The older persons recruited for the demonstration project were selected from among the patients, aged 65 or over, registered for home support services with the CLSC Côte-des-Neiges and the CLSC Bordeaux-Cartierville. The older persons were recruited by the clinical personnel working for the CLSC home support services department, for an evaluation of their functional ability according to the SMAF instrument (Hébert et al., 1988). This instrument is part of the multi-clientele form used by CLSCs in the Montreal area to determine the overall needs of patients admitted to the home support services program. Those with a SMAF score of 10 or higher were asked to participate in the study. Those who did not meet this criterion were excluded.
Case study: The case study method was the research strategy chosen to analyse the influence of the organizational and interorganizational context on the degree of implementation of SIPA (Yin, 1989). Each experimental site constituted one analytical unit that was followed longitudinally in order to understand the dynamics of implementation (Patton, 1990).
Experimental design: An experimental protocol (randomized clinical trial) was used to evaluate service utilization and costs, as well as the state of health of the older persons and caregivers participating in the study. A total of 1230 frail older persons were recruited. These individuals were randomly assigned to either the experimental group (to receive care according to the SIPA model) or the control group (to receive the usual care offered by the CLSC).
Consent to participate in the study included an agreement regarding random assignment to either the experimental or control group; participation in interviews with open- or closed-ended questions; and agreement to allow examination of their social service, medical and hospital records and MED-ECHO administrative files kept by the Quebec Ministry of Health and Social Services and the Régie de l’assurance maladie du Québec (RAMQ). Participant’s RAMQ identification numbers were requested.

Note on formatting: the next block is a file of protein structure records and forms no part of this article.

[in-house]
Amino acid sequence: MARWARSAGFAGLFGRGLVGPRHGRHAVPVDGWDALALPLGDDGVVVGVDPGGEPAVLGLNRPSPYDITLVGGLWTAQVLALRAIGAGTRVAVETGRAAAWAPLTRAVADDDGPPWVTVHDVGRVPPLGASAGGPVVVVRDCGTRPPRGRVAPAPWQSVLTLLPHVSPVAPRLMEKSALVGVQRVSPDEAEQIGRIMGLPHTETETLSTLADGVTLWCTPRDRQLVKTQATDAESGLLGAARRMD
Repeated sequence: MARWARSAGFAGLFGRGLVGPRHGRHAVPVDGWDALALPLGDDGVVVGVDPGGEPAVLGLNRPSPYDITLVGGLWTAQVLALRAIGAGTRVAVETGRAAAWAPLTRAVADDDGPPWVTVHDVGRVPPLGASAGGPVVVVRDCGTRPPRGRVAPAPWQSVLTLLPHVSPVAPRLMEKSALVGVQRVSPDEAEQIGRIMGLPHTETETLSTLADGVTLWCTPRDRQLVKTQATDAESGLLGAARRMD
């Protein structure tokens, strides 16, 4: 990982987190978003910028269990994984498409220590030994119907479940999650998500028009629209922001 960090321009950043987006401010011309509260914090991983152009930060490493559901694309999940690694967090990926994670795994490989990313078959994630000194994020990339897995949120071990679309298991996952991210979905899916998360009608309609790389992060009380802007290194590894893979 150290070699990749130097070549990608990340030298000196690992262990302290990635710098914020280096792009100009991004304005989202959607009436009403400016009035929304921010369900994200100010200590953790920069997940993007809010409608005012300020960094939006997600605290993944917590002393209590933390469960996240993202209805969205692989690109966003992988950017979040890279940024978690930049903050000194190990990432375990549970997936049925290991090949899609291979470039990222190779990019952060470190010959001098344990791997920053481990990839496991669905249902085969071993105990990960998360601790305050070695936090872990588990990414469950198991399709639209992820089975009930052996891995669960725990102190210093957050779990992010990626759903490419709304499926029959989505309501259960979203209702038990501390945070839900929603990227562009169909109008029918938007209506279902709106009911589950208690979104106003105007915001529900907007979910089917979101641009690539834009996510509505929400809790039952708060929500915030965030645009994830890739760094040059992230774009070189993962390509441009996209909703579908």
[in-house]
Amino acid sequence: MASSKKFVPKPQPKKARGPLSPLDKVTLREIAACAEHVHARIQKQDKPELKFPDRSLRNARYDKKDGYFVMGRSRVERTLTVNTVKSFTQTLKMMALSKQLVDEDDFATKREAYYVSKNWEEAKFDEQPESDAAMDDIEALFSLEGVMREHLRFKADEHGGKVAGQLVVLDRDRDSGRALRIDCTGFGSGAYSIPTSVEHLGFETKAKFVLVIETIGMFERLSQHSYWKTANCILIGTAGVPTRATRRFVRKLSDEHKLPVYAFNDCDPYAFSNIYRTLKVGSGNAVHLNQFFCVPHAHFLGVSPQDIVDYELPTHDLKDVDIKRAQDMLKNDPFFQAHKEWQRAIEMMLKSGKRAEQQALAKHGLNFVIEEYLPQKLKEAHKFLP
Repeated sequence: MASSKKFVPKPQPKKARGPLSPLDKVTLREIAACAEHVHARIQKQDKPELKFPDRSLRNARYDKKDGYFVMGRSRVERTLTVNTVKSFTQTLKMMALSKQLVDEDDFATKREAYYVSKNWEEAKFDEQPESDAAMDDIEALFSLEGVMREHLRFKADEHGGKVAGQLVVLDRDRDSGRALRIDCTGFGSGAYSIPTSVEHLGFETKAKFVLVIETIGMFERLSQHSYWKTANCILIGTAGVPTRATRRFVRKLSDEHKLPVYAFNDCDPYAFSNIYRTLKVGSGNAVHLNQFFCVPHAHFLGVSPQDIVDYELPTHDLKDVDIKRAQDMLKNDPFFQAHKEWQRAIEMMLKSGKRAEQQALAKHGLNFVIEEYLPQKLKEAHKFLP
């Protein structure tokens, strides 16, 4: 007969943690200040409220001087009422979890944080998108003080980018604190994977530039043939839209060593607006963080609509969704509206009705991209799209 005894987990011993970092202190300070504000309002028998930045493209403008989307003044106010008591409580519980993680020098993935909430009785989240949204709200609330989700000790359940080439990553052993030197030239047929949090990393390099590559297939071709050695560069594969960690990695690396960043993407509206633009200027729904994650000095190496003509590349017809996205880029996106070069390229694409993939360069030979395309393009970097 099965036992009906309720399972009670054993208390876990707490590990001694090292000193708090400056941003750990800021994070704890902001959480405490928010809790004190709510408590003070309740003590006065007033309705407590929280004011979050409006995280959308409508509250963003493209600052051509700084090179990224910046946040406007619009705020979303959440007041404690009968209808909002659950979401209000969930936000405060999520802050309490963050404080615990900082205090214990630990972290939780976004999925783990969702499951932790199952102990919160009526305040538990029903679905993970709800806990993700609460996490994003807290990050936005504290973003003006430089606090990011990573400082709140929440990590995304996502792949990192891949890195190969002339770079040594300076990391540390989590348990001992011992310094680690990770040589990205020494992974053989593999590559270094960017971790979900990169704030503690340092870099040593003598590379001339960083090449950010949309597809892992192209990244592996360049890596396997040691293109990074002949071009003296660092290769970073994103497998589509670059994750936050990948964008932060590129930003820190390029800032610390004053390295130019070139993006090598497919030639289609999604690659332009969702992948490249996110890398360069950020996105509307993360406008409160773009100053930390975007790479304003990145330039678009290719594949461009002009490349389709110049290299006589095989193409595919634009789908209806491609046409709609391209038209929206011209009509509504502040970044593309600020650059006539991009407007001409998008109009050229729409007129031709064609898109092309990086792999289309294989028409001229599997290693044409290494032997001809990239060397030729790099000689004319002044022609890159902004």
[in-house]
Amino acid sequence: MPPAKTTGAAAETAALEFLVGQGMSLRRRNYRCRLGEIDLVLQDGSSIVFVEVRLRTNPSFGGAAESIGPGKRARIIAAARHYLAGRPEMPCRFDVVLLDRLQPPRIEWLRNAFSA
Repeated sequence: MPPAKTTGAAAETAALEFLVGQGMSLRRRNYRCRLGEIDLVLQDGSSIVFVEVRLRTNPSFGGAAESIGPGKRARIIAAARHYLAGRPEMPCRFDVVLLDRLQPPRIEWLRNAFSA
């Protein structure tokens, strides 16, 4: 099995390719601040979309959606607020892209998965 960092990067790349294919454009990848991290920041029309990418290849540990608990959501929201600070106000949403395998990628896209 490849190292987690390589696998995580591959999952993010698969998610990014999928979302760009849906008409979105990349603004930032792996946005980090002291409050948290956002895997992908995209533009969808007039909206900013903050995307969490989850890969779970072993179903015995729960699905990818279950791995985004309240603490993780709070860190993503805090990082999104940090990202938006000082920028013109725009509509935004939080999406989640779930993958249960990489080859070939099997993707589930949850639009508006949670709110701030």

The recruitment process was carried out from January to August 1999. Participants were randomly assigned either to the experimental or control group. Individuals were excluded from the demonstration project if they were planning to move out of the CLSC territories within the following six months; waiting to be placed in a chronic care institution; researchers were unable to obtain consent from a caregiver on behalf of a person unable to provide enlightened consent; or the principal caregiver refused to participate. One individual in the eligible subject’s home had to understand either French or English.
Various collection procedures were utilized: direct observation, case study, semi-structured interviews, regular interviews, closed-ended questionnaires, and examination of social service, medical or hospital records and administrative files. The establishment and organization of SIPA was examined via observation and open-ended interviews. Quality of care was analysed via qualitative and quantitative observation. Data on state of health, socio-economic status, assistance received, some of the care and services received, private costs for home support services, and caregiver burden were collected via closed-end questionnaires. Data on patterns of use and costs of services were obtained via examination of institutional social service, medical and hospital records, and computer files kept by institutions, the Regional Health Board and the Ministry of Health and Social Services.